allergen

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allergen

 [al´er-jen]
1. a substance, protein or nonprotein, capable of inducing allergy or specific hypersensitivity.
2. a purified protein of a food (such as milk, eggs, or wheat), bacterium, or pollen. adj., adj allergen´ic. Allergens are used to test a patient for hypersensitivity to specific substances (see skin test). They are also used to desensitize or hyposensitize allergic individuals (see immunotherapy).

Almost any substance in the environment can be an allergen. The list of known allergens includes plant pollens, spores of mold, animal dander, house dust, foods, feathers, dyes, soaps, detergents, cosmetics, plastics, and drugs. Allergens can enter the body by being inhaled, swallowed, touched, or injected. Once the allergen comes in contact with body cells it sets off a series of immune responses that can range from localized inflammation to a fatal systemic anaphylaxis.

al·ler·gen

(al'er-jen),
An antigen that induces an allergic or hypersensitive response.
[allergy + G. -gen, producing]

allergen

/al·ler·gen/ (al´er-jen) an antigenic substance capable of producing immediate hypersensitivity (allergy).allergen´ic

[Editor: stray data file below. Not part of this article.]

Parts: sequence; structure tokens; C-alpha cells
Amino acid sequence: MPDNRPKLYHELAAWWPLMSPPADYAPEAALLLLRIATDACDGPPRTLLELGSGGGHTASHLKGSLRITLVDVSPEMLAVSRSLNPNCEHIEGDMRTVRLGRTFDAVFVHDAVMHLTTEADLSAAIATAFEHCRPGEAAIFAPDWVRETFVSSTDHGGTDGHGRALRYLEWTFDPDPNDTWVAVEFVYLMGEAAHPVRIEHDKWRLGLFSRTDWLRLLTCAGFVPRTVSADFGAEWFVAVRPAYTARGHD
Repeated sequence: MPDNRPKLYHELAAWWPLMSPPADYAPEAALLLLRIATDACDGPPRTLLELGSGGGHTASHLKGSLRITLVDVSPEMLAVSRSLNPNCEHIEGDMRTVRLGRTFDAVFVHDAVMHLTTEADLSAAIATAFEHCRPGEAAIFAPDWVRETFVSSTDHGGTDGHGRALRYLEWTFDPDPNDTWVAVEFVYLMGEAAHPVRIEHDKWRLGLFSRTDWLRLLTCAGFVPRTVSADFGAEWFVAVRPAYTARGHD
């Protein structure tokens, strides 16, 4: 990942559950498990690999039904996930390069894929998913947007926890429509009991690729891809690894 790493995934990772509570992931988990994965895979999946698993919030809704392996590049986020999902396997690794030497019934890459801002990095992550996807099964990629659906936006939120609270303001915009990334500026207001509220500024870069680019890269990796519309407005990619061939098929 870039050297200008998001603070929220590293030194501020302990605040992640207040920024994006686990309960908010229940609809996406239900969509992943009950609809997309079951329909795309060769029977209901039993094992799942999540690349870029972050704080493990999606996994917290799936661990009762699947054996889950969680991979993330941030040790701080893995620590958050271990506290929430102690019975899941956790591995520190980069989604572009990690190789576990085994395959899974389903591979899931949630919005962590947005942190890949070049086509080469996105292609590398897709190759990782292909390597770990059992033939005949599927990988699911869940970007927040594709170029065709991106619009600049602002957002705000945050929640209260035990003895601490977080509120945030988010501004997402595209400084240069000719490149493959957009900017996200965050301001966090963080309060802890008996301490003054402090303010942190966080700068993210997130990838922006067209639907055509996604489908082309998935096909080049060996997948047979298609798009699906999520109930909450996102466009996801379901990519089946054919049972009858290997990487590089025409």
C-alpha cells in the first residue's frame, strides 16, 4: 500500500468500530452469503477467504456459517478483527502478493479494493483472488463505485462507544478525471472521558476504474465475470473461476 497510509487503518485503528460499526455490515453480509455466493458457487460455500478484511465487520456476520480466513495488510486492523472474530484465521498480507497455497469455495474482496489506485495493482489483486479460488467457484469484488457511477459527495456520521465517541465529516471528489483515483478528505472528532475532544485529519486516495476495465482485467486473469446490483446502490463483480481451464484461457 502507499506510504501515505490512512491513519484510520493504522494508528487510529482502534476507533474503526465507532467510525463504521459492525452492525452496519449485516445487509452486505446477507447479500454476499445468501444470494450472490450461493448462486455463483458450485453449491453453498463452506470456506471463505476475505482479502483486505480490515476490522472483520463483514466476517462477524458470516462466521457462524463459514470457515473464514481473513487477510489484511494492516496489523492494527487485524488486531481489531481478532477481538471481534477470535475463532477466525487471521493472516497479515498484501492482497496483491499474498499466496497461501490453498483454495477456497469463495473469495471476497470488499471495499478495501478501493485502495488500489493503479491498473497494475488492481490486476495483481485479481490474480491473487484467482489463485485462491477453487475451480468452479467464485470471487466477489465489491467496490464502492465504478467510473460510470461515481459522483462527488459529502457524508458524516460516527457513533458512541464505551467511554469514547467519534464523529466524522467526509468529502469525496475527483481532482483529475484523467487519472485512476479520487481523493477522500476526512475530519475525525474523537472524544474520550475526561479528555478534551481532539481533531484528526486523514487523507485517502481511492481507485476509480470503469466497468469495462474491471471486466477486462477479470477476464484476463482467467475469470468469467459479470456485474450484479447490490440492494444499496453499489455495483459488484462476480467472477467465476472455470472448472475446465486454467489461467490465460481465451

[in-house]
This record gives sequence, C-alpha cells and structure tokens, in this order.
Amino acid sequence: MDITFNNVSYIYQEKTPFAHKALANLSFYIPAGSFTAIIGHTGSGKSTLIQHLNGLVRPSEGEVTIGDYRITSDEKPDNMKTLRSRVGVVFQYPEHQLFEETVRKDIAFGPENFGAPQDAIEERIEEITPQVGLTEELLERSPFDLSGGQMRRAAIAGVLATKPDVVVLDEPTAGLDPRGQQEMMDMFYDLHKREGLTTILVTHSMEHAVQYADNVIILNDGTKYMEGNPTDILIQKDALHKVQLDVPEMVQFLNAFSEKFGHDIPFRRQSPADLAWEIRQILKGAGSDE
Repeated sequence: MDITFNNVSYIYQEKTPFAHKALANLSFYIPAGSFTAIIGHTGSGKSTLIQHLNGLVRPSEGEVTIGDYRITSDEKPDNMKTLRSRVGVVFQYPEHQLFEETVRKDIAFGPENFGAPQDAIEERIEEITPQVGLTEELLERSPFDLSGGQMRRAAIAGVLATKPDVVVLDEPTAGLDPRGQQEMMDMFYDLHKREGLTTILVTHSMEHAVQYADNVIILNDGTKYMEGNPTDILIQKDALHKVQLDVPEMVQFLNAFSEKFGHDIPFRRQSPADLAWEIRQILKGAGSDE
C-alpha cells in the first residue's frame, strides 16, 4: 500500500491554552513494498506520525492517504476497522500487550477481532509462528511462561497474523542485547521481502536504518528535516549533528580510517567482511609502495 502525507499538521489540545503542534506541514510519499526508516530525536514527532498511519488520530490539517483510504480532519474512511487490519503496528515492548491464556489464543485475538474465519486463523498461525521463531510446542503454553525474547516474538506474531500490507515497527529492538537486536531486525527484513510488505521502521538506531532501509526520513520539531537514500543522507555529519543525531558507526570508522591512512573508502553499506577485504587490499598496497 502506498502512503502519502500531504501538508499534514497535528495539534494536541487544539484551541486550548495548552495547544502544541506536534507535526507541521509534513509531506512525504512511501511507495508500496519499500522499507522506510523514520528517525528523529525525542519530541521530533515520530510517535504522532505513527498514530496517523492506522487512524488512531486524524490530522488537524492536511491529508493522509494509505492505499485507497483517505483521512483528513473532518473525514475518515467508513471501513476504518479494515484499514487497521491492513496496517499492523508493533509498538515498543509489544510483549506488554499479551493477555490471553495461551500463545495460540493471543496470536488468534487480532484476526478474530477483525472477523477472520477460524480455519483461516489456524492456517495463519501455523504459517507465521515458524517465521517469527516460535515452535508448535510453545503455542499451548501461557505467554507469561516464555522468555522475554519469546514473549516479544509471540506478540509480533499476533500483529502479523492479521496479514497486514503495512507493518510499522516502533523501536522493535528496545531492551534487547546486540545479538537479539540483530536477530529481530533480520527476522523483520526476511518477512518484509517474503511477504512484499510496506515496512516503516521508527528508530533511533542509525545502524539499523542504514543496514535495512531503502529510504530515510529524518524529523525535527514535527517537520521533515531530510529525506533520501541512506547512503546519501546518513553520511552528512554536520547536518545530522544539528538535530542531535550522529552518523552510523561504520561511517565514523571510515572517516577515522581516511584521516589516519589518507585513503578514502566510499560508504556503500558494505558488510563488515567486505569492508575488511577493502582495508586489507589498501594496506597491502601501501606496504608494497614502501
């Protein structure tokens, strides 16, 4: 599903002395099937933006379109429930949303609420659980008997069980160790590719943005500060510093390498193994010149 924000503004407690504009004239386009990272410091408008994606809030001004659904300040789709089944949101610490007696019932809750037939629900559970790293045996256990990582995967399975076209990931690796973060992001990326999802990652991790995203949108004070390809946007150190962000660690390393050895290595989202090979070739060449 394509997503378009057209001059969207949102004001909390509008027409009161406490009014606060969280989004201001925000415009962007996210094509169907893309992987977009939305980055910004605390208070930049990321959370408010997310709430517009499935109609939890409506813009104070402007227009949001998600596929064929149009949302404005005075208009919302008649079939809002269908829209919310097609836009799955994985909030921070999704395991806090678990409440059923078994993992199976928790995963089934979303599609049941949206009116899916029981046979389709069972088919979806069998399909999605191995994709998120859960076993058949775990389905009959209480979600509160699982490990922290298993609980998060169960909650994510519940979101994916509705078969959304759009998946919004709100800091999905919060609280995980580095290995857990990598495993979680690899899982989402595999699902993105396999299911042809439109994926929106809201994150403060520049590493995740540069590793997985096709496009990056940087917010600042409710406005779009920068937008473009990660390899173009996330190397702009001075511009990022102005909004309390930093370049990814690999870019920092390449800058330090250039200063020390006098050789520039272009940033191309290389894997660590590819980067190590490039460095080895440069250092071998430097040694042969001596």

pollen allergen  any protein antigen of weed, tree, or grass pollens capable of causing allergic asthma or rhinitis; pollen antigen extracts are used in skin testing for pollen sensitivity and in immunotherapy (desensitization) for pollen allergy.

allergen

(ăl′ər-jən)
n.
A substance, such as pollen, that causes an allergy.

al′ler·gen′ic (-jĕn′ĭk) adj.

allergen

[al′ərjin]
Etymology: Gk, allos, other, ergein, to work, genein, to produce
an environmental substance that can produce a hypersensitive reaction in the body but may not be intrinsically harmful. Common allergens include pollen, animal dander, house dust, feathers, and various foods. Studies indicate that one of six Americans is hypersensitive to one or more allergens. Methods of identifying specific allergens affecting individuals include the patch test, the scratch test, the radioallergosorbent test, and the Prausnitz-Küstner test. See also allergic reaction, allergy. allergenic, adj.

allergen

Any biomolecular substance (antigen) capable of evoking an allergic reaction, specifically a type-1 hypersensitivity reaction through immunoglobulin E-mediated reaction.

allergen

Immunology A substance–eg, pollen, dander, mold, which can evoke an immediate-type hypersensitivity–allergic reaction, triggering a release of histamine. See Airborne allergen, Cockroach allergen, Feline allergen, Immunogenic allergen.

al·ler·gen

(al'ĕr-jĕn)
An incitant of altered reactivity (allergy), an antigenic substance.